Friday, September 27, 2013

A Lo-Res Reflection

I’m looking at a woman. Stretched on a bed. Struggling towards pleasure like a woman in labour freeing her body of the dreadful progeny trapped inside it. And here is the veil of grain, of filter, of technology. Always keeping me at a distance from the viscera of the act. A taste of an impossible intimacy. Underscoring of its impossibility and yet, still, jouissance of reaching for it.
I am circling this object of desire, aspect after aspect; not her body, her skin, her sweat or the musk of her cunt, but the knowledge of her, turned inside out and made porous by my desire. I will never get inside her, no matter how many orifices I penetrate. But that doesn’t subdue my desire to try.

In writing on eroticism, Georges Bataille said that nakedness was a "state of communication revealing a quest for a possible continuance of being beyond the confines of the self." Here is the struggle towards that. Unadorned by mysticism or romance. The woman on the bed, the camera and me, all receivers, consumers of these intimate proofs. Here is the narrative of pleasure, fighting to get out of its skin, trapped in the violence of discontinuity, individuation as prison. In the process of reaching and failing, returning home with the consolation prize of orgasm and exhaustion.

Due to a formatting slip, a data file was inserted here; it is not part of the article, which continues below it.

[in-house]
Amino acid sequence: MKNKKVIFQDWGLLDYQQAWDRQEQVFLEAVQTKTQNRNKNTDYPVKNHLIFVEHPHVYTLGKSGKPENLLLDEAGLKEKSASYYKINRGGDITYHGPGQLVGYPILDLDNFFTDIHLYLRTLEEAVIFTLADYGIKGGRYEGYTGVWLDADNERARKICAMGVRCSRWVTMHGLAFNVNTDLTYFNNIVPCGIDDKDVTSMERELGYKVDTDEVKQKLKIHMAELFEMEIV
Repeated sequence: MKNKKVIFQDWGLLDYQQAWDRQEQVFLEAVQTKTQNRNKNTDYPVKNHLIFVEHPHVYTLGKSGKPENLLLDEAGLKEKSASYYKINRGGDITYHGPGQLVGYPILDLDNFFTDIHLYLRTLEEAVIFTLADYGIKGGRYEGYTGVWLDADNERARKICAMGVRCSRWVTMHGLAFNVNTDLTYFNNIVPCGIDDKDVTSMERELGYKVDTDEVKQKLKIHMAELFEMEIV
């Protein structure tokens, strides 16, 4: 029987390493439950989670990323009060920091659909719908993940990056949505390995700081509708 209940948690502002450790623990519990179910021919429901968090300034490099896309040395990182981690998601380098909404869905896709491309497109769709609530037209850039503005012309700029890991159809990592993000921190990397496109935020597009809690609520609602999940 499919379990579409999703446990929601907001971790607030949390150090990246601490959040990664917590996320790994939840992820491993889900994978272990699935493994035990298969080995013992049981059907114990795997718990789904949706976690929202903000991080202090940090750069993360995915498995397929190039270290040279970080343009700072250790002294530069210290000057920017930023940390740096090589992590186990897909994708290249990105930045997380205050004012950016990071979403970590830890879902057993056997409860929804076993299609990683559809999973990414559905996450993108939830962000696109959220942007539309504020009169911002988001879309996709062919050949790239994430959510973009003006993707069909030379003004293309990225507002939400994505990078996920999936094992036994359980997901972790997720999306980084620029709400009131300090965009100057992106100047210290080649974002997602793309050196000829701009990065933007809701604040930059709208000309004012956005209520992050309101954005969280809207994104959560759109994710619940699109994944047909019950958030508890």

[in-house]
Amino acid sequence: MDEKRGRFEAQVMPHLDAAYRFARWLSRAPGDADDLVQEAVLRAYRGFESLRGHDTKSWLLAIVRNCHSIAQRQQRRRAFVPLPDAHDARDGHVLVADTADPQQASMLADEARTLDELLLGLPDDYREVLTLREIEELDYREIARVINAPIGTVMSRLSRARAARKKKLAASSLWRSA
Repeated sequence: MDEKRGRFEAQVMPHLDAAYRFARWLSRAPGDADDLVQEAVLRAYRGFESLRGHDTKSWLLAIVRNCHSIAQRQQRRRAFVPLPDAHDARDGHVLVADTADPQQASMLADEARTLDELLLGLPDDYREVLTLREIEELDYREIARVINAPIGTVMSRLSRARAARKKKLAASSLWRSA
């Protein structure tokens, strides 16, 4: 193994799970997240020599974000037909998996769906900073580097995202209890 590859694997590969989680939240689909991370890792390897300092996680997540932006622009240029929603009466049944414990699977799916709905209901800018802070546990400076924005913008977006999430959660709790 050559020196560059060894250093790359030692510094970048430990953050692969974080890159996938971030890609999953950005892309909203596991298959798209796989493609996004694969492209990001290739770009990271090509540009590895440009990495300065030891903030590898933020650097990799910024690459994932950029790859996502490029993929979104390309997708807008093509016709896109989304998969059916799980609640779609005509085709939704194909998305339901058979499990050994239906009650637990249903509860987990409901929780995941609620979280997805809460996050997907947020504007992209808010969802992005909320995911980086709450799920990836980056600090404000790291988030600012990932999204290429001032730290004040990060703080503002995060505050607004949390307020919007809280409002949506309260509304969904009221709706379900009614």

In much of her earlier work, in the pattern formed by the many identical images of abstracted femaleness, Hazel Dooney left me gaps. Gaps in the abstracted artifice of the commoditized woman. Upskirt moments of neon-coloured crotches. Reminding me that no matter how much I thought I’d successfully avoided these simplifications, these absurd distillations of my culture, they had infected me regardless. That instant recognition was the firm slap in the face. And the sting was the exhortation to search beyond the simple lines and into the gaps. Maybe she felt there was no visual language adequate for the truth within the gaps. Maybe, at that time, she doubted it existed. Maybe she felt there was only perpetual deferral.

I am glad that she has embarked on this journey so eloquently. On this language of an approximation of truth, knowing that none of us will ever truly speak it fluently, knowing how many of the cognoscenti will write it off as unfashionable and naïve, it’s a bravery to attempt it. It is the most any of us can do once we’ve left the bullshit of feigned disinterest behind.

Madeleine Morris, 2012, inspired by Lo-Res Nudes